There’s chocolate and then there’s Chocolate….this is most certainly not Chocolate for the faint of heart. The Queen of Sheba says it all in the name really. This Queeny cake means business!
We don’t have a word in English for the parents of your boyfriend. They’re not in-laws because you’re not married but in Dutch they call it schoonouders. So we went to visit my “schoonouders” and seen as I’ve never baked anything for them before, I wanted it to be something damn good… because obviously my cake making skills should reflect my relationship skills?? Riiight? Well, maybe not so much because I’m quite obsessive and controlling when it comes to baking…just baking. I felt this cake might be a hit, they like strong coffee…tick, and they like dark chocolate…tick.
Happy out, cheers Sheba.
There are different variations of this cake, but I found my favourite to be from the Great British Bake Off.
Ingredients for the cake:
100g dark chocolate min 70% cocoa solids, broken up
2 tbsp strong coffee or espresso, OR dark rum
100g unsalted butter, at room temperature
100g caster sugar, plus 2 tbsp extra
3 large eggs, at room temperature, separated
good pinch each of salt and cream of tartar
50g ground almonds
1/4 tsp almond extract
65g plain flour
For the icing:
100g dark chocolate 70% cocoa solids, broken up
1 tbsp strong coffee or espresso, OR dark rum
100g unsalted butter
For decoration: (optional)
50g of Halved almonds
cocoa powder or icing sugar, for dusting
Preheat your oven to 180’C/350’F. To make the sponge, put the chocolate into a heatproof bowl, add the coffee or rum, and set over a pan of steaming hot but not boiling water, (don’t let the base of the bowl touch the water). Melt gently, stirring occasionally. Remove the bowl from the pan and leave to cool while making the rest of the mixture.
Put the soft butter into a mixing bowl and beat thoroughly with a wooden spoon or electric mixer until the butter looks creamy. Gradually beat in 100g sugar, (save the 2 tbsp for the egg whites), and continue beating until the mixture looks very pale and fluffy. Add the egg yolks one at a time, beating well after each addition.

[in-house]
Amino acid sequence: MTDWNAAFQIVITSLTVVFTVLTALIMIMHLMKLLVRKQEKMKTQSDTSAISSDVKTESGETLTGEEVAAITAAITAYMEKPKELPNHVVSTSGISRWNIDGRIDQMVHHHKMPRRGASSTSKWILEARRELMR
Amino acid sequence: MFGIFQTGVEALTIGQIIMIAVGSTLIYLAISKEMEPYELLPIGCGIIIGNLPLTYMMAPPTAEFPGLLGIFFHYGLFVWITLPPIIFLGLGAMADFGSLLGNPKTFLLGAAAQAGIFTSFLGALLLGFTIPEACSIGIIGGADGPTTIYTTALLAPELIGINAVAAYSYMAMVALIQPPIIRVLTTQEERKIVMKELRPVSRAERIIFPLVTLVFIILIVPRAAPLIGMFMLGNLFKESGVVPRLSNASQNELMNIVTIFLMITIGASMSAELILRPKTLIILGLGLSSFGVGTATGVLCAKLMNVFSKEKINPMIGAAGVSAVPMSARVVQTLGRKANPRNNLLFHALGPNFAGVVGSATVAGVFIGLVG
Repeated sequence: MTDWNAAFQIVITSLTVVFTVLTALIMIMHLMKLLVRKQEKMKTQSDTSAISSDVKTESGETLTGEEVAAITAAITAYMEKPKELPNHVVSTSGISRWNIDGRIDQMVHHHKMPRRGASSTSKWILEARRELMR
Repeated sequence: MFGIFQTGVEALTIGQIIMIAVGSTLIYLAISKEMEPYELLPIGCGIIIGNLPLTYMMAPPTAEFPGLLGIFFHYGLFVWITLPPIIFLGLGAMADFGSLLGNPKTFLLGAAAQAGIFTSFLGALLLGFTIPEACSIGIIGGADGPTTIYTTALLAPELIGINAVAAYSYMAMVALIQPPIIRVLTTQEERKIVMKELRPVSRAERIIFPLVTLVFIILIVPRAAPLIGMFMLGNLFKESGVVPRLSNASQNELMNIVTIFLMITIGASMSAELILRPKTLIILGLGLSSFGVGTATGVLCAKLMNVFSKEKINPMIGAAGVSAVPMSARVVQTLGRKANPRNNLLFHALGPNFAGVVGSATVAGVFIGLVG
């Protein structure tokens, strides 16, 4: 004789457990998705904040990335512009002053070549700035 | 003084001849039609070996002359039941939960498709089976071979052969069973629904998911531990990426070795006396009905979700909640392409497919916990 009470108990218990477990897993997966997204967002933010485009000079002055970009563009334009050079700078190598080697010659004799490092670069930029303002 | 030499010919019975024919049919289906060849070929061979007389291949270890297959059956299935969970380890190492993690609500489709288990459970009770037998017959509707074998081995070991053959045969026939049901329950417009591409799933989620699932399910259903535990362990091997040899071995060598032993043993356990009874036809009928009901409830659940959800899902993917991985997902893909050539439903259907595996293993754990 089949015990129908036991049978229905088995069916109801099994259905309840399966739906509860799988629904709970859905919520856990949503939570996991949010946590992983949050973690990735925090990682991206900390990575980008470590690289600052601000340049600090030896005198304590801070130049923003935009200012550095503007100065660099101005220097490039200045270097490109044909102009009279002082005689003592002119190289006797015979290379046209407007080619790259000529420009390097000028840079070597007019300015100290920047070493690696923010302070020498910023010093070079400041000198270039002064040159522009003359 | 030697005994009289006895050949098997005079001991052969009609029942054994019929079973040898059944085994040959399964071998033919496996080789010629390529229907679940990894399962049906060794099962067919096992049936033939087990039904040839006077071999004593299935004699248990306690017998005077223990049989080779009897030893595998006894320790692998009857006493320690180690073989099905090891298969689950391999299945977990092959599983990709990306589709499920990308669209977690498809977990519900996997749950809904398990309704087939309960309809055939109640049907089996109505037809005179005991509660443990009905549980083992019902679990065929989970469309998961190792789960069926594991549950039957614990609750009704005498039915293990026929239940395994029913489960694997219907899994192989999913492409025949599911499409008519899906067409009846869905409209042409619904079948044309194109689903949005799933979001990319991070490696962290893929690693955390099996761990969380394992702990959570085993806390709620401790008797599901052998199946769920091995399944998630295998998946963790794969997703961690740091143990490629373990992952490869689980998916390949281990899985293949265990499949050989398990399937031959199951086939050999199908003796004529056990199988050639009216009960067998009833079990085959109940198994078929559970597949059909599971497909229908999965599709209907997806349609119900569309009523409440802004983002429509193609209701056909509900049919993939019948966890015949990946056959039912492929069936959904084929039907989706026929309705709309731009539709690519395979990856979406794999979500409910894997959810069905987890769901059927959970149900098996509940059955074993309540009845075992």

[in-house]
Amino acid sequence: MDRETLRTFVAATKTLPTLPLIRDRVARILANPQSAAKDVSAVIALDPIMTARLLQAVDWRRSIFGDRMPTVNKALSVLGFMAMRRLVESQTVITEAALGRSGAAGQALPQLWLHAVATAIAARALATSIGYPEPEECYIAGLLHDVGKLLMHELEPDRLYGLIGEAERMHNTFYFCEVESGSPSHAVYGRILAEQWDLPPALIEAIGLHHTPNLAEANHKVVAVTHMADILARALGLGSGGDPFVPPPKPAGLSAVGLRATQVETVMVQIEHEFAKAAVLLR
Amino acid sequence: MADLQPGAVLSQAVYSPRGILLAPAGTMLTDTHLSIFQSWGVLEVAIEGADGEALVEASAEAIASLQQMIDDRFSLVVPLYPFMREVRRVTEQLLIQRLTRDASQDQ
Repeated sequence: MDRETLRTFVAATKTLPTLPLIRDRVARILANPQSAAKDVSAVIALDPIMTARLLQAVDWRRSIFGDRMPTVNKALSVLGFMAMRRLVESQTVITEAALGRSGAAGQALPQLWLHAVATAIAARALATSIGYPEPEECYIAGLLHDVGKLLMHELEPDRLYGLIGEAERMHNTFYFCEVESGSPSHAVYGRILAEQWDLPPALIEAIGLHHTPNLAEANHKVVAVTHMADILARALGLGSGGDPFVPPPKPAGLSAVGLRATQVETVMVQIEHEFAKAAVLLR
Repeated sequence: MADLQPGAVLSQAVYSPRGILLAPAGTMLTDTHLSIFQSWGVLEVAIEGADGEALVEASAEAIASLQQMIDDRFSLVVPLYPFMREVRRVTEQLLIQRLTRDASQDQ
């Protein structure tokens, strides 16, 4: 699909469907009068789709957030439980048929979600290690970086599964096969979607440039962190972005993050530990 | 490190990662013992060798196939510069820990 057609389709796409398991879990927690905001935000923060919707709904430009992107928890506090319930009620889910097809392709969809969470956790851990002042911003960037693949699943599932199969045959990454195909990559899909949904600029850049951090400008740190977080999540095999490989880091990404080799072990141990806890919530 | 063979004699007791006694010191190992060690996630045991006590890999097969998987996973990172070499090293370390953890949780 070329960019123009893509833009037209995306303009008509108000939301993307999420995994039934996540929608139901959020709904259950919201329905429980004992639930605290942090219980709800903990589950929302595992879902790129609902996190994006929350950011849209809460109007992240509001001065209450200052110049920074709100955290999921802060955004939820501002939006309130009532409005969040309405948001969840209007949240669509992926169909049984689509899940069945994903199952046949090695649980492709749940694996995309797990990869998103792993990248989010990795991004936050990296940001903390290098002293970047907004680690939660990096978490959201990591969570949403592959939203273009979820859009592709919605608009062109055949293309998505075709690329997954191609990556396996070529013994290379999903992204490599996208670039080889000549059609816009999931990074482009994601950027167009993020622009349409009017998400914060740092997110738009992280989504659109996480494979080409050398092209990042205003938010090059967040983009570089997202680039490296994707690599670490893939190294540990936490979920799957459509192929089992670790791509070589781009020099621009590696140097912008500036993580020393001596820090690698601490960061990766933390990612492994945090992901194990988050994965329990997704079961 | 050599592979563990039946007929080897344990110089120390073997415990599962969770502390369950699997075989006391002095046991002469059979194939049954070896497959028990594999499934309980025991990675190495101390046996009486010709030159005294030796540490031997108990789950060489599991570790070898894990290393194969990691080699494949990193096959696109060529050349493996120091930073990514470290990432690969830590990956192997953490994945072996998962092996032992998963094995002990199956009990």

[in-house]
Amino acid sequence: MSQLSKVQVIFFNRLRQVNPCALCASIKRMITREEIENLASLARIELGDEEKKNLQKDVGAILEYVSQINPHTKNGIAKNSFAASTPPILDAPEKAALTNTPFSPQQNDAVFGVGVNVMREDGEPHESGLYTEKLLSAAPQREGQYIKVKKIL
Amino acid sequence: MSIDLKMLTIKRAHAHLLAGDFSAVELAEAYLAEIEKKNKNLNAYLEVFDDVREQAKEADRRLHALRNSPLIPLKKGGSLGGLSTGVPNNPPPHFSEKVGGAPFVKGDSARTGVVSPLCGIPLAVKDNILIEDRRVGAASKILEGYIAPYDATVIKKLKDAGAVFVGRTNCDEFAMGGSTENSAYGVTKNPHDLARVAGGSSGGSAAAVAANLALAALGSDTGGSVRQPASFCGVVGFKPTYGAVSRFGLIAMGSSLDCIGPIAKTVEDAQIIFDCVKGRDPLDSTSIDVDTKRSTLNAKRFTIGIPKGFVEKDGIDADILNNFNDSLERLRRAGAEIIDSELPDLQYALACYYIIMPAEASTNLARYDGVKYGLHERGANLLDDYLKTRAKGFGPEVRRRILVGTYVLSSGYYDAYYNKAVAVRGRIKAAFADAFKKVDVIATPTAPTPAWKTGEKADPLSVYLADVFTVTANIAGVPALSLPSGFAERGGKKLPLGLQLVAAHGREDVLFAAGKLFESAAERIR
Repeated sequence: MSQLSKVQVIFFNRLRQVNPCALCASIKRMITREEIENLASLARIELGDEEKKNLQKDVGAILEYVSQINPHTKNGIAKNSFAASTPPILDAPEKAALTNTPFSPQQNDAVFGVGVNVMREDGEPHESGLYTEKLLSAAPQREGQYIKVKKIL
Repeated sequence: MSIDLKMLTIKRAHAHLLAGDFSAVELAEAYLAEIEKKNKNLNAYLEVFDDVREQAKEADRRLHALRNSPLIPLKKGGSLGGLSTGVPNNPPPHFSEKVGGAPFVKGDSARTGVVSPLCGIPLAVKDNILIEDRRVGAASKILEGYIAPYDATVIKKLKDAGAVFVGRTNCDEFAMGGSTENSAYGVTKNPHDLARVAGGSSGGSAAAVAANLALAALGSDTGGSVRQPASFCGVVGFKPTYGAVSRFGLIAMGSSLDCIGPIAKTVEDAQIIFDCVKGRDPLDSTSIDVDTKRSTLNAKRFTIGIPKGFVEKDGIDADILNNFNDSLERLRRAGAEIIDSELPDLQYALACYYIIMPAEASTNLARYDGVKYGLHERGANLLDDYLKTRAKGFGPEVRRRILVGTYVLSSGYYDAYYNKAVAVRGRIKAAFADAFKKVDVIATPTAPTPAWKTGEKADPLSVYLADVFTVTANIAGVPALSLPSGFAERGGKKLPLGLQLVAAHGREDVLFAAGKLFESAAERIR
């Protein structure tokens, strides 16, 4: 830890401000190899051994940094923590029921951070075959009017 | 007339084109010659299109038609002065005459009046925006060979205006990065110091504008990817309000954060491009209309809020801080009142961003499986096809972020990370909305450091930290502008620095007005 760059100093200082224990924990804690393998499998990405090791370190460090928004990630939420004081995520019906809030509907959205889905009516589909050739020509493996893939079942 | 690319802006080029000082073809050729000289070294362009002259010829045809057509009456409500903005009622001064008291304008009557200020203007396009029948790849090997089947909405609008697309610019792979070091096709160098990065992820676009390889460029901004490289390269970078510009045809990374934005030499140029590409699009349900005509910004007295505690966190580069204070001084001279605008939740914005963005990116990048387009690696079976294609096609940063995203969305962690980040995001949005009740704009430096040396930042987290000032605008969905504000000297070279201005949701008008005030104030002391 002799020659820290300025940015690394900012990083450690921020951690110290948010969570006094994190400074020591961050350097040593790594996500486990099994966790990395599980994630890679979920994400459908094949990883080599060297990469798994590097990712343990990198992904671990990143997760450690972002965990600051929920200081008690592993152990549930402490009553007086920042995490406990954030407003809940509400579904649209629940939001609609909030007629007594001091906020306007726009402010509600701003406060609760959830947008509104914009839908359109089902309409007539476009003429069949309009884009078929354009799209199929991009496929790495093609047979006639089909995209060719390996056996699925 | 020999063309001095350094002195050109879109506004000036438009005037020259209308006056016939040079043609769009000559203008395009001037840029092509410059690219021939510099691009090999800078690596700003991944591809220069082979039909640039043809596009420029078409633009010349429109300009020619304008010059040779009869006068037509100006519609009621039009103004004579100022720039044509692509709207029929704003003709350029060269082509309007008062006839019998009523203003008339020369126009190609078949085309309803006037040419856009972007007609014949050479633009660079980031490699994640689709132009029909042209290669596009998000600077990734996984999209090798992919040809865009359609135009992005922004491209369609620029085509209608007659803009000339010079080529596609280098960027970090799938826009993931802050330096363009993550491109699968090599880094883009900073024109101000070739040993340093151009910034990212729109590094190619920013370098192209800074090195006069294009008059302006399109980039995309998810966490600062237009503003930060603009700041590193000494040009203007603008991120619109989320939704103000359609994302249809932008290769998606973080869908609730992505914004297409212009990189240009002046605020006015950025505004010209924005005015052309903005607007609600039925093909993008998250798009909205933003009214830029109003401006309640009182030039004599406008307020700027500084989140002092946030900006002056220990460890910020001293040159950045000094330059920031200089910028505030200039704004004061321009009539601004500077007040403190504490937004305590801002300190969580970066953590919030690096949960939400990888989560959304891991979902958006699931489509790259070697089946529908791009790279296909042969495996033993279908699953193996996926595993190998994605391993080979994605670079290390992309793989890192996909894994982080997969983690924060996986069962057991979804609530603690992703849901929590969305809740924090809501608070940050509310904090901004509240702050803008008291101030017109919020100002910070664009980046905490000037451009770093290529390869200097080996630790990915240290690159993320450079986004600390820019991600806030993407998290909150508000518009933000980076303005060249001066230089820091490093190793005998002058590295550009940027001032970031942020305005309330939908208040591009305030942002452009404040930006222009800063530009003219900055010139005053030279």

Whisk the egg whites in a large bowl until frothy. Add the cream of tartar (or a small dash of vinegar) and salt, and continue whisking until soft peaks form when the whisk is lifted out. Whisk in the 2 tbsp sugar and continue whisking for another minute or until the mixture stands in stiff peaks.
Using a large metal spoon, gently fold the chocolate mixture into the butter and sugar mixture followed by the ground almonds and almond extract. Fold in one-quarter of the egg whites.
When completely incorporated sift half the flour onto the mixture. Add half of the remaining egg whites and gently fold in – the whisked whites make the cake rise so take care not to lose too much air. Repeat with the remaining flour and egg whites.
Spoon the mixture into a greased and lined small round cake tin (20.5 cm) and spread evenly. Bake for 20 to 25 minutes or until a skewer inserted halfway between the side of the tin and centre of the cake comes out clean; take care not to overcook – the centre should still be just moist.
Remove from the oven and run a round-bladed knife around the inside of the tin to loosen the cake. Cool for 5 minutes, then turn out onto a wire rack and leave to cook completely.
To make the icing, melt the chocolate with the coffee or rum as before. Remove the bowl from the pan and stir in the butter a little at a time to make a smooth, glossy icing. Leave to cool, stirring frequently, until thick enough to spread.
Set the cake on a serving plate and spread the chocolate icing evenly over the top and around the sides. Leave until almost set.
Roast the sliced almonds in a dry frying pan to give them a bit of colouring and then sprinkle onto the cake in whatever fashion you prefer….dust a little cocoa powder for that extra touch.